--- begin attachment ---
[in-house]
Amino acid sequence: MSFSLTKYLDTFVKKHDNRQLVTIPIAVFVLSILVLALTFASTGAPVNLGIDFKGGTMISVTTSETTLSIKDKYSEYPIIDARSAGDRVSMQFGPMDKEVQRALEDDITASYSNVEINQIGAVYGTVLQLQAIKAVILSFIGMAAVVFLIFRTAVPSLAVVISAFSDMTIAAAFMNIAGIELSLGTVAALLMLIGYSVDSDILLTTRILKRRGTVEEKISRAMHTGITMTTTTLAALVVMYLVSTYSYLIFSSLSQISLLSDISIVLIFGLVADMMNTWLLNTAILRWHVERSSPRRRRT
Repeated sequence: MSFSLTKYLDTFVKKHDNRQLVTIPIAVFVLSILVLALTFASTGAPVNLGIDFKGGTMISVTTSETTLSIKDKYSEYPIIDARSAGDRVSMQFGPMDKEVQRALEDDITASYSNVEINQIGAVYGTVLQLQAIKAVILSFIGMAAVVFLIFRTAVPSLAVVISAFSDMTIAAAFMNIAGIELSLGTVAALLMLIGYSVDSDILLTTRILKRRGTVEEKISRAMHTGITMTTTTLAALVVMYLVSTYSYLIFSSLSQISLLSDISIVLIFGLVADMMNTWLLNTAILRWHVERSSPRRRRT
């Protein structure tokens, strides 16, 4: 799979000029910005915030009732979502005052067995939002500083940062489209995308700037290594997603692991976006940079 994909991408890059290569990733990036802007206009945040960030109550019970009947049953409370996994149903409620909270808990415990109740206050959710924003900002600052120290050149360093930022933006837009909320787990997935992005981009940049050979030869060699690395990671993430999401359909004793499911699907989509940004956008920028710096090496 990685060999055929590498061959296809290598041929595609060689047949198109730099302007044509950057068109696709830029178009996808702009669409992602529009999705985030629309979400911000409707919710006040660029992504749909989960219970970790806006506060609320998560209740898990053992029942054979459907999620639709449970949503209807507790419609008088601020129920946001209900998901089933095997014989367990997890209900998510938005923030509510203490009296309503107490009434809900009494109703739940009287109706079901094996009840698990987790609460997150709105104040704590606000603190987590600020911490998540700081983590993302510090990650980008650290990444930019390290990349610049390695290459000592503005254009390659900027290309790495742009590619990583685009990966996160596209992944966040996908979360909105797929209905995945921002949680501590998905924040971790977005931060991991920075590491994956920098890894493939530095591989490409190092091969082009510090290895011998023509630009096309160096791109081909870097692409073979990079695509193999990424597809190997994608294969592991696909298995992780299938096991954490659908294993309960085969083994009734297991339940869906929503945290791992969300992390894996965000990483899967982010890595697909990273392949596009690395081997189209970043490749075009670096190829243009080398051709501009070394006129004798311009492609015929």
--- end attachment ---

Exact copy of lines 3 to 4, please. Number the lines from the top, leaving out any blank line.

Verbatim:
Repeated sequence: MSFSLTKYLDTFVKKHDNRQLVTIPIAVFVLSILVLALTFASTGAPVNLGIDFKGGTMISVTTSETTLSIKDKYSEYPIIDARSAGDRVSMQFGPMDKEVQRALEDDITASYSNVEINQIGAVYGTVLQLQAIKAVILSFIGMAAVVFLIFRTAVPSLAVVISAFSDMTIAAAFMNIAGIELSLGTVAALLMLIGYSVDSDILLTTRILKRRGTVEEKISRAMHTGITMTTTTLAALVVMYLVSTYSYLIFSSLSQISLLSDISIVLIFGLVADMMNTWLLNTAILRWHVERSSPRRRRT
């Protein structure tokens, strides 16, 4: 799979000029910005915030009732979502005052067995939002500083940062489209995308700037290594997603692991976006940079 994909991408890059290569990733990036802007206009945040960030109550019970009947049953409370996994149903409620909270808990415990109740206050959710924003900002600052120290050149360093930022933006837009909320787990997935992005981009940049050979030869060699690395990671993430999401359909004793499911699907989509940004956008920028710096090496 990685060999055929590498061959296809290598041929595609060689047949198109730099302007044509950057068109696709830029178009996808702009669409992602529009999705985030629309979400911000409707919710006040660029992504749909989960219970970790806006506060609320998560209740898990053992029942054979459907999620639709449970949503209807507790419609008088601020129920946001209900998901089933095997014989367990997890209900998510938005923030509510203490009296309503107490009434809900009494109703739940009287109706079901094996009840698990987790609460997150709105104040704590606000603190987590600020911490998540700081983590993302510090990650980008650290990444930019390290990349610049390695290459000592503005254009390659900027290309790495742009590619990583685009990966996160596209992944966040996908979360909105797929209905995945921002949680501590998905924040971790977005931060991991920075590491994956920098890894493939530095591989490409190092091969082009510090290895011998023509630009096309160096791109081909870097692409073979990079695509193999990424597809190997994608294969592991696909298995992780299938096991954490659908294993309960085969083994009734297991339940869906929503945290791992969300992390894996965000990483899967982010890595697909990273392949596009690395081997189209970043490749075009670096190829243009080398051709501009070394006129004798311009492609015929």